Speaking at an emergency convention of the League of Arab States Sunday, outgoing Secretary General Amr Moussa said that he had “agreed to the protection of civilians, not the bombardment of more civilians”.

While the League is yet to announce a formal alternative to the onslaught by allied warplanes, experts believe its irresolution bodes badly for U.S. President Barak Obama, who has professed “broad regional support” in fielding comparisons between the current engagement in Libya and the 2003 invasion of Iraq.

Indistinct Language, Incalculable Outcomes

Though Resolution 1973 demands the immediate establishment of a ceasefire and a complete end to violence against civilians, it makes no mention of Gaddafi’s ousting as an inherent goal of the U.N.-sanctioned intervention.

In fact, according to the New York Times, allied air strikes will likely concentrate Gaddafi’s limited forces in defence of Tripoli, necessitating the strongman’s participation in any subsequent diplomatic solution including a ceasefire – an outcome that will not be welcomed by the sponsors of UNSCR 1973.

While France quickly stepped in as the chief of operations in implementing the resolution, cobbling together an emergency summit of world leaders at the Palace Élysée in Paris Friday, it is the vociferous officials of the U.S. defence forces that have expressed the most confusion regarding the final goals of the resolution.

Vice Admiral William E. Gortney told reporters at a Washington news conference that the United States is not interested in killing Gaddafi.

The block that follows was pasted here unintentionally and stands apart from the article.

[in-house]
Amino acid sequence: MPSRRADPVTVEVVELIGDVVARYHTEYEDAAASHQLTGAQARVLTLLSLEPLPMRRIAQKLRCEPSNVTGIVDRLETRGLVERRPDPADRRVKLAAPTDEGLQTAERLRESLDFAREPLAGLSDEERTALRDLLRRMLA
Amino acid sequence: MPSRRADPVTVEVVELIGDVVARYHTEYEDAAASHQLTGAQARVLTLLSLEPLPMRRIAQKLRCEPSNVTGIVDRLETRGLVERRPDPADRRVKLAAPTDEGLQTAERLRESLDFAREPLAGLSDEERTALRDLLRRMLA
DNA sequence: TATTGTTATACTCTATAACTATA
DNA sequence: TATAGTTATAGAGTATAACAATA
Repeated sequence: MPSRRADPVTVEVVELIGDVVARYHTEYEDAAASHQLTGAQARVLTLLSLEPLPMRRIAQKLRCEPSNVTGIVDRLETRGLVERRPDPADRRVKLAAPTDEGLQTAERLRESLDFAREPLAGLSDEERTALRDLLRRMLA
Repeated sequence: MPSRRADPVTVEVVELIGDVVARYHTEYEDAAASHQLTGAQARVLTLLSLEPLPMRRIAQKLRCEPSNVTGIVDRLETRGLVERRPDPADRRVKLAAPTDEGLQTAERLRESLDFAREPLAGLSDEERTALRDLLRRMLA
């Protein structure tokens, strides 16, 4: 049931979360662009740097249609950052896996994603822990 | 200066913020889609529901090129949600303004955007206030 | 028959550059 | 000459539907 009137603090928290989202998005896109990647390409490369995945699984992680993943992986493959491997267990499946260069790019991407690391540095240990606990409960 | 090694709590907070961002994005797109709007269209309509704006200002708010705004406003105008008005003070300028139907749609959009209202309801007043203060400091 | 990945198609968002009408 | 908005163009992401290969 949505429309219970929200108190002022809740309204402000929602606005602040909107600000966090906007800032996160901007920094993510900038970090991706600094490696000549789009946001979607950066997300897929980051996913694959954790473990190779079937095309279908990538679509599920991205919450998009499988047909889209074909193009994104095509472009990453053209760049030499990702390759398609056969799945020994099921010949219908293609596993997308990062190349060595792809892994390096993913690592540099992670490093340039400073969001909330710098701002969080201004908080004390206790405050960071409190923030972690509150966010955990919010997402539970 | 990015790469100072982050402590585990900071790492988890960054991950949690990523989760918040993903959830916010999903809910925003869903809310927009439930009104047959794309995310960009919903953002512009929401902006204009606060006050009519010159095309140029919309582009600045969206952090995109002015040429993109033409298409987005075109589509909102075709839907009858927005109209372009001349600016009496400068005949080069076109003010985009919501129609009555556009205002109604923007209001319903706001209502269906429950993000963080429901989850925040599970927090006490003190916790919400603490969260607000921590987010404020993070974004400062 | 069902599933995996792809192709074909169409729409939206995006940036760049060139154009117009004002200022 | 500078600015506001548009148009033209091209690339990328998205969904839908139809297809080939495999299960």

“At this particular point I can guarantee that he’s not on a targeting list,” Gortney said, reiterating that the United States military was more concerned with weakening the Libyan state’s military capacity.

However, he added “If [Gaddafi] happens to be inspecting a surface-to-air missile site, and we don’t have any idea if he’s there or not, then…”, leaving the sentence unfinished.

The chairman of the Joint Chiefs of Staff, Admiral Mike Mullen, stated that the objective of “removing Gaddafi” was likely outside the scope of the international offensive, adding that leaving him in power after the U.S. military completed its mission was “potentially one outcome”.

Mullen’s words run starkly contrary to Obama and Secretary of State Hillary Clinton’s repeated insistence in the days leading up to the resolution and in the hours immediately following its adoption that “Gaddafi must go”, an undeniable allusion to the U.S.’s vested interested in a regime change, which is nowhere specified in the text of the resolution.

Asli Bali, a law professor at the University of California Los Angeles Law School, told IPS, “Ultimately, the tactical decision to resort to an aerial bombardment campaign against Libyan forces – including not just air defences but also targeting of ground forces – and the imposition of a no-fly zone is difficult to limit logistically to a strategy of ceasefire unless the international community is willing to accept a partition of Libya.”

She added, “If the international community does maintain a no-fly zone to police a ceasefire, as suggested by the resolution on its face, then the ceasefire line risks leaving the opposition forces in charge of the Cyrenaica region and the Gaddafi regime in control of the rest of the country, resulting in de facto partition.”

“Because none of these strategic goals [withdrawal from certain areas, partition or regime change] are rooted in the language of the Security Council resolution, but each seem connected to the rationale adopted by the sponsors of the resolution, there is reason to believe that no clear strategic consensus undergirds the resort to tactical use of force,” Bali said.

“Since it seems unlikely that any outcome that leaves Gaddafi in charge of Tripoli will be acceptable to the sponsors of the resolution but equally that the tactic of no-fly zone and all necessary measures to protect civilians will not suffice to remove Gaddafi, the tactic that was adopted in UNSCR 1973 seems disconnected from any clear objective on the part of those currently implementing it through force,” she concluded.